However — and this is very significant — this holistic approach does not mean that the Pena Nieto administration wants to totally abandon kinetic operations against the cartels. An important pillar of any counterinsurgency campaign is providing security for the population. But rather than provoke random firefights with cartel gunmen by sending military patrols into cartel hot spots, the Pena Nieto team wants to be more targeted and intentional in its application of force. It seeks to take out the networks that hire and supply the gunmen, not just the gunmen themselves, and this will require all the tools in its counternarcotics portfolio — not only force, but also things like intelligence, financial action (to target cartel finances), public health, institution building and anti-corruption efforts. 

The theory is that by providing security, stability and economic opportunity the government can undercut the cartels’ ability to recruit youth who currently see little other options in life but to join the cartels.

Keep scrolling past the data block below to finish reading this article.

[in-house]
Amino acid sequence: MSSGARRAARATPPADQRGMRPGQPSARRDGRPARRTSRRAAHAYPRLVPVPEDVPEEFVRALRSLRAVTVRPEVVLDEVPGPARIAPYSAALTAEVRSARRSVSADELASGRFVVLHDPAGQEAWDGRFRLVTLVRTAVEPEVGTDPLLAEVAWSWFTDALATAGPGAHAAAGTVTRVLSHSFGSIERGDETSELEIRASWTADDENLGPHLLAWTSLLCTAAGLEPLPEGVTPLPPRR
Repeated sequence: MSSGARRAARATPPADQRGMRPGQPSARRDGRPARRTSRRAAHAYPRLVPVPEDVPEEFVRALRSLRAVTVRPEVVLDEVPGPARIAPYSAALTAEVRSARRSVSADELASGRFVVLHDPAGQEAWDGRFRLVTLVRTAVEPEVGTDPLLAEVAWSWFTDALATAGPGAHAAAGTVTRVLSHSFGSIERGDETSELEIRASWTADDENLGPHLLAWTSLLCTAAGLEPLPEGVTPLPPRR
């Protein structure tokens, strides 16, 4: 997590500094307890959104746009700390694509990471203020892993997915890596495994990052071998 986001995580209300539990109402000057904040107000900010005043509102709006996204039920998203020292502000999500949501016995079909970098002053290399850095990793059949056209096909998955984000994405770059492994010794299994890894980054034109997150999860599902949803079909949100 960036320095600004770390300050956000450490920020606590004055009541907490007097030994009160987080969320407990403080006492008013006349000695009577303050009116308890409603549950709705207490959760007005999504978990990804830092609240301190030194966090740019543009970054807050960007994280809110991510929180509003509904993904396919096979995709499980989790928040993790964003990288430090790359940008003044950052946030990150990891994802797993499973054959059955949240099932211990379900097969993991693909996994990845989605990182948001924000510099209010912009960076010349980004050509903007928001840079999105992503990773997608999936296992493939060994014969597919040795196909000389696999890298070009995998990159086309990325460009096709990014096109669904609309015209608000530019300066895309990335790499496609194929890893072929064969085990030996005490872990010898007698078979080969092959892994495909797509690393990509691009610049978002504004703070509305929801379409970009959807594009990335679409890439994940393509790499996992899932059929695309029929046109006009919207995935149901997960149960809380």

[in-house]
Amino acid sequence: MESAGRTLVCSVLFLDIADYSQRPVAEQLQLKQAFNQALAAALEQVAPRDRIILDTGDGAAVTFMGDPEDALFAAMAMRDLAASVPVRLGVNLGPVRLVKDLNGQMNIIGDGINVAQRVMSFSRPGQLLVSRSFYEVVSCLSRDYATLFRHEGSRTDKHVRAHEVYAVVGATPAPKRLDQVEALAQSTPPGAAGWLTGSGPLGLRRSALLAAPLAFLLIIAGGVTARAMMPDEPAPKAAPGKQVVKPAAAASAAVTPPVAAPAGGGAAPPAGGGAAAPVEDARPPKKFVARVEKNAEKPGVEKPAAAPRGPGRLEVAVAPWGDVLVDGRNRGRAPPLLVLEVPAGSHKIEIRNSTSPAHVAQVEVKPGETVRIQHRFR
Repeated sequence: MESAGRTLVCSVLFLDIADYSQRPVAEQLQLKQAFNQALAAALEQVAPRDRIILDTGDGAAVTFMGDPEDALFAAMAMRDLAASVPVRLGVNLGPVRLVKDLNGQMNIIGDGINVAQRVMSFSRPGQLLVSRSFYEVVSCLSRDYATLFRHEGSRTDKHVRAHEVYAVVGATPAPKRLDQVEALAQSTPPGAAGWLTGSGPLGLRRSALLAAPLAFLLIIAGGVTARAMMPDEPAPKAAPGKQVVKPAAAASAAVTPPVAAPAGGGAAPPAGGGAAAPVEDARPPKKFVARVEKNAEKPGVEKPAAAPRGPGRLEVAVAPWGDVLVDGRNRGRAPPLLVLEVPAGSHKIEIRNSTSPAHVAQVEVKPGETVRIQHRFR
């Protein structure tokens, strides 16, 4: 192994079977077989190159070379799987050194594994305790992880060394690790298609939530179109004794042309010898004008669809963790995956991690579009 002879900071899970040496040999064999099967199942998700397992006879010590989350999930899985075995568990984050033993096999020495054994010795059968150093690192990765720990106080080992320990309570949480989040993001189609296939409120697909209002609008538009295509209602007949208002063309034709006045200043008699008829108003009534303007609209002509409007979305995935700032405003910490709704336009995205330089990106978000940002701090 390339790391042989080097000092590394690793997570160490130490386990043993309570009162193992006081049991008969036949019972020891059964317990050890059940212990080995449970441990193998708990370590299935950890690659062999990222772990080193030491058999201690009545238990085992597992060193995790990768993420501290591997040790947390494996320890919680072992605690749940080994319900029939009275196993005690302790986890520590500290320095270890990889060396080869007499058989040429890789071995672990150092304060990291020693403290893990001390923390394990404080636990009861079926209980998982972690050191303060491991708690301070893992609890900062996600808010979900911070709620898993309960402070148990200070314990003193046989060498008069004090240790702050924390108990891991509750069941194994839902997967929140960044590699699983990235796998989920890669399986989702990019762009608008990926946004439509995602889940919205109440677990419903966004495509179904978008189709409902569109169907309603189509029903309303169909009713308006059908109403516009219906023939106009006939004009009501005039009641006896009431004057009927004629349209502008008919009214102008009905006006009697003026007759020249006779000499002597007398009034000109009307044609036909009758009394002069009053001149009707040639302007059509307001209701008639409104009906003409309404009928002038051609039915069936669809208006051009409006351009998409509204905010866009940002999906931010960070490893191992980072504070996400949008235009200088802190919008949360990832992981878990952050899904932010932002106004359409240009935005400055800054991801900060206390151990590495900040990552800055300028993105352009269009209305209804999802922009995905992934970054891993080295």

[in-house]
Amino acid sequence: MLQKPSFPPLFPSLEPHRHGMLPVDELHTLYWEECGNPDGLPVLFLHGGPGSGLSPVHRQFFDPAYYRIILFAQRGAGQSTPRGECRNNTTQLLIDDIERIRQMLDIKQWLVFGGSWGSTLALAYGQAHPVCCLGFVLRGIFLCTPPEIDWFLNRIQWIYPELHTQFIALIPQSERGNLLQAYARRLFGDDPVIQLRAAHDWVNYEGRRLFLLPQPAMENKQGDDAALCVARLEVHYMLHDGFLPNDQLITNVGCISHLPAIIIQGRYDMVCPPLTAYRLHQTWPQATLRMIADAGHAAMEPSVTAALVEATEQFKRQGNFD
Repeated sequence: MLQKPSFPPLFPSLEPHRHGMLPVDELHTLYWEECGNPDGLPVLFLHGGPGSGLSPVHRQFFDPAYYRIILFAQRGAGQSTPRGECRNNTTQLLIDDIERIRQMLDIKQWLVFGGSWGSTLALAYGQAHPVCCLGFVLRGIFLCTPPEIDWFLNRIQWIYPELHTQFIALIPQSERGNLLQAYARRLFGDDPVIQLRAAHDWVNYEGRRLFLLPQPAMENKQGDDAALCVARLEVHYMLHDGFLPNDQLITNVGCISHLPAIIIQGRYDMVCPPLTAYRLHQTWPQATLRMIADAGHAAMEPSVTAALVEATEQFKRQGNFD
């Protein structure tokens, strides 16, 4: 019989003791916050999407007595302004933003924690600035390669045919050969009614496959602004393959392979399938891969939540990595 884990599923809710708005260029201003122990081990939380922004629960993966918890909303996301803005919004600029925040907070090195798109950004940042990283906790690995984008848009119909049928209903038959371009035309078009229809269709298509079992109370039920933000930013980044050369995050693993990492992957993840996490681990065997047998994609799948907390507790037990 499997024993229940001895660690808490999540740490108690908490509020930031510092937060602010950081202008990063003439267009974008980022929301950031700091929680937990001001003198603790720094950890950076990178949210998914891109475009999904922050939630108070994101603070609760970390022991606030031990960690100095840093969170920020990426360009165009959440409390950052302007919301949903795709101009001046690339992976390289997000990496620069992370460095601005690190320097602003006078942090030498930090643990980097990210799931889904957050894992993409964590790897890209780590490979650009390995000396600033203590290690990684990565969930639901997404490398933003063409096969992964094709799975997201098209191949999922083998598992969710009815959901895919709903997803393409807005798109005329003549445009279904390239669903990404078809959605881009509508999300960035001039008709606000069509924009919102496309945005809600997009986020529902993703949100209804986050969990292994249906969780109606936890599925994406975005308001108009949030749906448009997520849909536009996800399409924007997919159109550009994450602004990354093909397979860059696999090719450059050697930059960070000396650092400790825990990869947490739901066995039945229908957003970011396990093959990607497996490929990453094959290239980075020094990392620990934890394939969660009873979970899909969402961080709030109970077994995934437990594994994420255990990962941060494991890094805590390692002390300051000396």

To truly succeed, especially in the most lawless areas, the Mexican government is going to have to begin to build institutions — and public trust in those institutions — from the ground up. The officials we have talked to hold Juarez up as an example they hope to follow in other locations, though they say they learned a lot of lessons in Juarez that will allow them to streamline their efforts elsewhere. Obviously, before they can begin building, they recognize that they will have to seize, consolidate and hold territory, and this is the role they envision for the newly created gendarmerie, or paramilitary police.

The gendarmerie is important to this rebuilding effort because the military is incapable of serving in an investigative law enforcement role. They are deployed to pursue active shooters and target members of the cartels, but much of the crime affecting Mexico’s citizens and companies falls outside the military’s purview. The military also has a tendency to be heavy-handed, and reports of human rights abuses are quite common. Transforming from a national security to a law enforcement approach requires the formation of an effective police force that is able to conduct community policing while pursuing car thieves, extortionists, kidnappers and street gangs in addition to cartel gunmen.